Beyond the Mother Tongue: The Postmonolingual Condition

Beyond the Mother Tongue: The Postmonolingual Condition

Yasemin Yildiz
Copyright Date: 2012
Published by: Fordham University Press
Pages: 306
https://www.jstor.org/stable/j.ctt13x0cqr
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  • Book Info
    Beyond the Mother Tongue: The Postmonolingual Condition
    Book Description:

    bWinner of the Aldo and Jeanne Scaglione Prize for Studies in Germanic Languages and Literaturesr bHonorable Mention for The 2014 Laura Shannon Prize in Contemporary European Studiesr Beyond the Mother Tongue examines distinct forms of multilingualism, such as writing in one socially unsanctioned "mother tongue" about another language (Franz Kafka); mobilizing words of foreign derivation as part of a multilingual constellation within one language (Theodor W. Adorno); producing an oeuvre in two separate languages simultaneously (Yoko Tawada); and mixing different languages, codes, and registers within one text (Feridun Zaimoglu).

    eISBN: 978-0-8232-4930-5
    Subjects: Linguistics

Table of Contents

  1. Front Matter
    (pp. i-vi)
  2. Table of Contents
    (pp. vii-viii)
  3. ACKNOWLEDGMENTS
    (pp. ix-xii)
  4. INTRODUCTION: Beyond the Mother Tongue? Multilingual Practices and the Monolingual Paradigm
    (pp. 1-29)

    On September 29, 2002, the Sunday issue of theNew York Timesincluded a sixty-eight-page paid insert previewing a conceptual artwork calledWordsearch: A Translinguistic Sculptureconceived by German artist Karin Sander and sponsored by the Deutsche Bank, the world’s biggest corporate art collector.¹ In response to the sponsor’s request to offer a global perspective in a metropolitan location, Sander’s project set out to document as many of the languages spoken in New York City as possible. It did so by finding one native speaker for each of 250 languages and asking each speaker to contribute one personally meaningful...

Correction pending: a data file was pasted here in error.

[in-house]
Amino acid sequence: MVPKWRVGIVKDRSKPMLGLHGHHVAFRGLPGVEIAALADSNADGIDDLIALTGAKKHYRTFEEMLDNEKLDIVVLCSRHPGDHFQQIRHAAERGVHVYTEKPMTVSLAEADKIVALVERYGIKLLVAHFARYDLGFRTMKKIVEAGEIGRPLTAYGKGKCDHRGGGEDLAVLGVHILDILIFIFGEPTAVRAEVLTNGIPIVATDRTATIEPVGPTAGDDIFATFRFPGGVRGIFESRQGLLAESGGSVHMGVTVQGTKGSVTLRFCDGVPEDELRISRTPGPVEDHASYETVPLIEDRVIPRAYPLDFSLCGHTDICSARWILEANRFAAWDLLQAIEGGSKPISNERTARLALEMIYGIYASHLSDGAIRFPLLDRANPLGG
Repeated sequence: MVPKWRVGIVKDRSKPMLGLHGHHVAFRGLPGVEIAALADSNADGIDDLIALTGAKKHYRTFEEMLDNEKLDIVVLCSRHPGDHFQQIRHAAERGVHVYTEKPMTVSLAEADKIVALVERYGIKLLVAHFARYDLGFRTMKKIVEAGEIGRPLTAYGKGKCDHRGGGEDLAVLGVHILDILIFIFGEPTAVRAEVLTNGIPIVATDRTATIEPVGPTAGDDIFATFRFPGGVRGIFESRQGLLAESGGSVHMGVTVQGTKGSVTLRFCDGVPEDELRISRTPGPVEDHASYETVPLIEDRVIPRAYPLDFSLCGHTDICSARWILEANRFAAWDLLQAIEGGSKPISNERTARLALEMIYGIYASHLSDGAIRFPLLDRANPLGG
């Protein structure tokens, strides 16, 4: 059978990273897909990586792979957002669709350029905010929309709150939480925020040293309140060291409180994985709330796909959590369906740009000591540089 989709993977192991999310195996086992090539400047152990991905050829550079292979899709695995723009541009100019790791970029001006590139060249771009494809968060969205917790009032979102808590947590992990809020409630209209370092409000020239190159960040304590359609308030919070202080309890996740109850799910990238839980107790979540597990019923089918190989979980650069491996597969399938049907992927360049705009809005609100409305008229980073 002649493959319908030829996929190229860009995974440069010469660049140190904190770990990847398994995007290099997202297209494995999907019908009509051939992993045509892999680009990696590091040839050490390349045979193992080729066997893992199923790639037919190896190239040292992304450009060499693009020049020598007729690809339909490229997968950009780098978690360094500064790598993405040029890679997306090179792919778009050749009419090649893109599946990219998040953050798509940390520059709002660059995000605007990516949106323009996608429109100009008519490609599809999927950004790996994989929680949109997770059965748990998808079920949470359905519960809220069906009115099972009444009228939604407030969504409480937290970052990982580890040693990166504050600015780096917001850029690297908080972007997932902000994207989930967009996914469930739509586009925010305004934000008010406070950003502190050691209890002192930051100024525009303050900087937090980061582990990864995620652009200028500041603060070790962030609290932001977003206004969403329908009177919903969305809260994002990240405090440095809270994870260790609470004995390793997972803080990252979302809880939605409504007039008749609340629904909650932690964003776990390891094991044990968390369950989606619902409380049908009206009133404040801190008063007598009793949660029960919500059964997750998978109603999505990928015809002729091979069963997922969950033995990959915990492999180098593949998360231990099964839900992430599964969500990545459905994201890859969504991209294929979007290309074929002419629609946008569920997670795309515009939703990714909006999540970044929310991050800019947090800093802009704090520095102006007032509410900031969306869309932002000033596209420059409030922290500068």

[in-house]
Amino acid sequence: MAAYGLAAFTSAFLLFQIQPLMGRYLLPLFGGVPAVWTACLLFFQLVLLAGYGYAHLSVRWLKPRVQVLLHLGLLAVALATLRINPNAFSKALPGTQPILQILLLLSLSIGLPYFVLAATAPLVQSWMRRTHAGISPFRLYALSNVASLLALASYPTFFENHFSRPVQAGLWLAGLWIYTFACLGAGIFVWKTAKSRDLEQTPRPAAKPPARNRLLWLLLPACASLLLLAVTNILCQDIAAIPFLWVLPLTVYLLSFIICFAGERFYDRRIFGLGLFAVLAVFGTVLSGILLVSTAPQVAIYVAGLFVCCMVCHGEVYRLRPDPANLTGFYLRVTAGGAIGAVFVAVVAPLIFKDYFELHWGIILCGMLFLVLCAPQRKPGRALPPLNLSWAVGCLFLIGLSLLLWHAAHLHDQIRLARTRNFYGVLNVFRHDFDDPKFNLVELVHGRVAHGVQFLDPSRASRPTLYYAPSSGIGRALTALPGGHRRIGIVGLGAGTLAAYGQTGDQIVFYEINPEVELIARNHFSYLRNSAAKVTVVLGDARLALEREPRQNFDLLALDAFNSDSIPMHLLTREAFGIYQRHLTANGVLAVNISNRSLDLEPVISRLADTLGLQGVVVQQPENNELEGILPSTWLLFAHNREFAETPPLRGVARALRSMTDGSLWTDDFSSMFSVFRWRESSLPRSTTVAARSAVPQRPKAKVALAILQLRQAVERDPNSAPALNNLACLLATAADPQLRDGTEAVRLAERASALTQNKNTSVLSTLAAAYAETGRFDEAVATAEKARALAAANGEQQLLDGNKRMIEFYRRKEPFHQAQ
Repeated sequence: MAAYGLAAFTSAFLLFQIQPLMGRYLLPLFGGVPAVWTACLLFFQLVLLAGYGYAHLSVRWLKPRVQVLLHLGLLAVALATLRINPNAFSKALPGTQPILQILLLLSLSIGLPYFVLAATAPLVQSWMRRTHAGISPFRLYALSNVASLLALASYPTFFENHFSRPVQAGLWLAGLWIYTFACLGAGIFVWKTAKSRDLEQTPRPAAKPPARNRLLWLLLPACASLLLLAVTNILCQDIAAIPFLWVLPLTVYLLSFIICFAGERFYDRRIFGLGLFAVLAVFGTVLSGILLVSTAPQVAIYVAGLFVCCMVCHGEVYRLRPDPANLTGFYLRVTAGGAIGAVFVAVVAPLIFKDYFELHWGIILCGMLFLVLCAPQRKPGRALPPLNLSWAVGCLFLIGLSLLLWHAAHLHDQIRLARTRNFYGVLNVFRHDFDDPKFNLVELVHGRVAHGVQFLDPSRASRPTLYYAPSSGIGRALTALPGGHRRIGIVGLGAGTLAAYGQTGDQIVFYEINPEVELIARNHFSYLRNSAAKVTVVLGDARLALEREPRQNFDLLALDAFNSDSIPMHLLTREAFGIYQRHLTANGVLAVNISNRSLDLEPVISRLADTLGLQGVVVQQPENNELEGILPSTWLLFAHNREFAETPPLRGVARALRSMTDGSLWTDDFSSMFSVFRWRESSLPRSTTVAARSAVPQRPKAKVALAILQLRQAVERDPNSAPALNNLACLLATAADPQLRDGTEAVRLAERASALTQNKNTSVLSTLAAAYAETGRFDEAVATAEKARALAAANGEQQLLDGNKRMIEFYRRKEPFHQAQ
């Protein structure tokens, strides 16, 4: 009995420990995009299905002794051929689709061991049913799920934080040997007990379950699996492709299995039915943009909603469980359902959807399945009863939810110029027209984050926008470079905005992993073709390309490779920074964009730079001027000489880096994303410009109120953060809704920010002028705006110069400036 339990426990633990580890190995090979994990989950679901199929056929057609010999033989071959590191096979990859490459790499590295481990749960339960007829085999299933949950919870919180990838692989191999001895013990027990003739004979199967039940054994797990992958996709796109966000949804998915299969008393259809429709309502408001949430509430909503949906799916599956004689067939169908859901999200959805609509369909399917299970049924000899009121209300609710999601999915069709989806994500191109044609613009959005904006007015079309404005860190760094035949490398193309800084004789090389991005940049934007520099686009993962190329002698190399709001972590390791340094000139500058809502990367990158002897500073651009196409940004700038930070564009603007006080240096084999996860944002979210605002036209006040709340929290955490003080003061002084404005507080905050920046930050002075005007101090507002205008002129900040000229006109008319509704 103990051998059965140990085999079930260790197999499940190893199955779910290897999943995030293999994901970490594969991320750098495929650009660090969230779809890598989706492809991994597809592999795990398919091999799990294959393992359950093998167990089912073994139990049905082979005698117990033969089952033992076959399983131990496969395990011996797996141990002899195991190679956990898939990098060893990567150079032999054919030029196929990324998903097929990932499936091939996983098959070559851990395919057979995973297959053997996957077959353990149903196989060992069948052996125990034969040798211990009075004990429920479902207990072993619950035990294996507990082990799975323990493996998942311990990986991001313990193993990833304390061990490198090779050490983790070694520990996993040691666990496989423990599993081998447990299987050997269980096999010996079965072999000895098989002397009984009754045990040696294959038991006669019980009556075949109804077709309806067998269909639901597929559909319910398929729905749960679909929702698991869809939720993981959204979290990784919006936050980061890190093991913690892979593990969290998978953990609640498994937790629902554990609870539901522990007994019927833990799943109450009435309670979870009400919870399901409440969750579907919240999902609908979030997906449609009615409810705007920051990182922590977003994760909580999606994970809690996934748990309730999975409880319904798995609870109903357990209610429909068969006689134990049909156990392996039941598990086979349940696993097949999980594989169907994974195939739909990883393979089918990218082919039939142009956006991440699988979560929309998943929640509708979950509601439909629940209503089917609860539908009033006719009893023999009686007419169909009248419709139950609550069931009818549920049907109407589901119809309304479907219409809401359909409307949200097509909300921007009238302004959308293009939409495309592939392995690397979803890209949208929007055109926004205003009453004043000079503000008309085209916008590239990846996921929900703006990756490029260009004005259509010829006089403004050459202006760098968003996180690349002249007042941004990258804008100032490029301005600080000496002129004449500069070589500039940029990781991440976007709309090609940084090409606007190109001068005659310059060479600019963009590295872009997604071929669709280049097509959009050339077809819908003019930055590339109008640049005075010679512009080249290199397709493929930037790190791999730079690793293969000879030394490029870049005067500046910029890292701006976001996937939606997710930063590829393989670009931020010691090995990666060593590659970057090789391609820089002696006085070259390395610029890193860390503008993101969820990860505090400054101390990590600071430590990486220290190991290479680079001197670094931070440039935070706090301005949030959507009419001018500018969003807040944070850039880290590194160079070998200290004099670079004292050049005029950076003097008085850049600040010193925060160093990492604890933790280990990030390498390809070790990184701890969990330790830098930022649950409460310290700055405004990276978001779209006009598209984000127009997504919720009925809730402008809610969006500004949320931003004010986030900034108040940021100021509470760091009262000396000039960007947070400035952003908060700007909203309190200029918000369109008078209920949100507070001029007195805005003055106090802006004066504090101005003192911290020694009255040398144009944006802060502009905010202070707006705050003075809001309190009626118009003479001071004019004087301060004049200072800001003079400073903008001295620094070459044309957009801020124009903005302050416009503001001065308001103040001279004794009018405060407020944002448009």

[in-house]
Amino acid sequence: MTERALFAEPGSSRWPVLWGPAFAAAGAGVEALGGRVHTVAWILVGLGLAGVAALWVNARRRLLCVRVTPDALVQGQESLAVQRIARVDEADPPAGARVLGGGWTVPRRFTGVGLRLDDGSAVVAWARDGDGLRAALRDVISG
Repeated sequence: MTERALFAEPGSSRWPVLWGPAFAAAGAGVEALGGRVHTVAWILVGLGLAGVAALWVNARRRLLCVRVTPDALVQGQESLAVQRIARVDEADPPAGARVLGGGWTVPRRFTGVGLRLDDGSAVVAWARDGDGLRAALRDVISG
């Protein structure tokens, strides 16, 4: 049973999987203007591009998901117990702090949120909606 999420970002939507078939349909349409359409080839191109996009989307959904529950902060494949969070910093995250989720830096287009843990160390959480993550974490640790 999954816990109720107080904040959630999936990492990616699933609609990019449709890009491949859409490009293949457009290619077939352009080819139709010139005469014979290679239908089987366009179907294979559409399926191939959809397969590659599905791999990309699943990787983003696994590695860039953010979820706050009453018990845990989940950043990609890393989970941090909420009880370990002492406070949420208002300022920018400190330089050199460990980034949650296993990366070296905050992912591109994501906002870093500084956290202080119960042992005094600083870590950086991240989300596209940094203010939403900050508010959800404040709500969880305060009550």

5. CHAPTER ONE The Uncanny Mother Tongue: Monolingualism and Jewishness in Franz Kafka
    (pp. 30-66)

    With the current revalorization of multilingualism, the Austro-Hungarian empire has gained importance as a reference point.¹ In contrast to the GermanKaiserreich, which was conceived as a monolingual nation-state, the Habsburg empire acknowledged its broad multilingual makeup in its political structure. Yet the multilingualism of the empire does not offer a positive model to be emulated in the present. In fact it cautions us against facile celebration of what appears to be a state of multilingualism without closer scrutiny of its configuration of—and its underlying premises regarding—language, culture, and ethnicity. For the multilingualism of the empire increasingly shifted...

  6. CHAPTER TWO The Foreign in the Mother Tongue: Words of Foreign Derivation and Utopia in Theodor W. Adorno
    (pp. 67-108)

    For the monolingual paradigm, the mother tongue is the site of nativity and pure origin. But what if this mother tongue itself is not really monolingual, homogenous, and fully familiar? After all, all languages are sites of constant traffic, of a constant transformative give-and-take between and within them. Yet when the strict separation of languages is central for maintaining the distinctness of other associated categories such as nations and cultures, this view of the mother tongue as internally multilingual can appear threatening.¹ Words of foreign derivation put this separateness into question more pointedly than any other linguistic phenomenon. They open...